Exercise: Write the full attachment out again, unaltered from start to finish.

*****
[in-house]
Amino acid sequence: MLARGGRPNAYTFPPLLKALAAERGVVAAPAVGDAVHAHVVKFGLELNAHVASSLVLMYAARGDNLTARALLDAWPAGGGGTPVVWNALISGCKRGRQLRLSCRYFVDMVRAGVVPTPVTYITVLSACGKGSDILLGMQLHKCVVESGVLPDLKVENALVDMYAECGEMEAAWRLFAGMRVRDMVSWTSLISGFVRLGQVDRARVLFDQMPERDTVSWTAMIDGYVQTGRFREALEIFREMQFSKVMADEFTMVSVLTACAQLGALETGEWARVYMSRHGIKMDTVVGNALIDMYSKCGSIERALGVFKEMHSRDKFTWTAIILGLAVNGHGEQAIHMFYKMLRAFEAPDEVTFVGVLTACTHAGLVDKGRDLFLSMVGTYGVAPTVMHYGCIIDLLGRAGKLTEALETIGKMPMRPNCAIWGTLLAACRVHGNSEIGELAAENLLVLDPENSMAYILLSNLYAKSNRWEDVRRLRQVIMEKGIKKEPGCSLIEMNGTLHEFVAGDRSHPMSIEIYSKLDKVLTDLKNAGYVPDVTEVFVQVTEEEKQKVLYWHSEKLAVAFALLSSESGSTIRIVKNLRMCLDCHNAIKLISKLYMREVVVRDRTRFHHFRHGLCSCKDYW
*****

[in-house]
Amino acid sequence: MLARGGRPNAYTFPPLLKALAAERGVVAAPAVGDAVHAHVVKFGLELNAHVASSLVLMYAARGDNLTARALLDAWPAGGGGTPVVWNALISGCKRGRQLRLSCRYFVDMVRAGVVPTPVTYITVLSACGKGSDILLGMQLHKCVVESGVLPDLKVENALVDMYAECGEMEAAWRLFAGMRVRDMVSWTSLISGFVRLGQVDRARVLFDQMPERDTVSWTAMIDGYVQTGRFREALEIFREMQFSKVMADEFTMVSVLTACAQLGALETGEWARVYMSRHGIKMDTVVGNALIDMYSKCGSIERALGVFKEMHSRDKFTWTAIILGLAVNGHGEQAIHMFYKMLRAFEAPDEVTFVGVLTACTHAGLVDKGRDLFLSMVGTYGVAPTVMHYGCIIDLLGRAGKLTEALETIGKMPMRPNCAIWGTLLAACRVHGNSEIGELAAENLLVLDPENSMAYILLSNLYAKSNRWEDVRRLRQVIMEKGIKKEPGCSLIEMNGTLHEFVAGDRSHPMSIEIYSKLDKVLTDLKNAGYVPDVTEVFVQVTEEEKQKVLYWHSEKLAVAFALLSSESGSTIRIVKNLRMCLDCHNAIKLISKLYMREVVVRDRTRFHHFRHGLCSCKDYW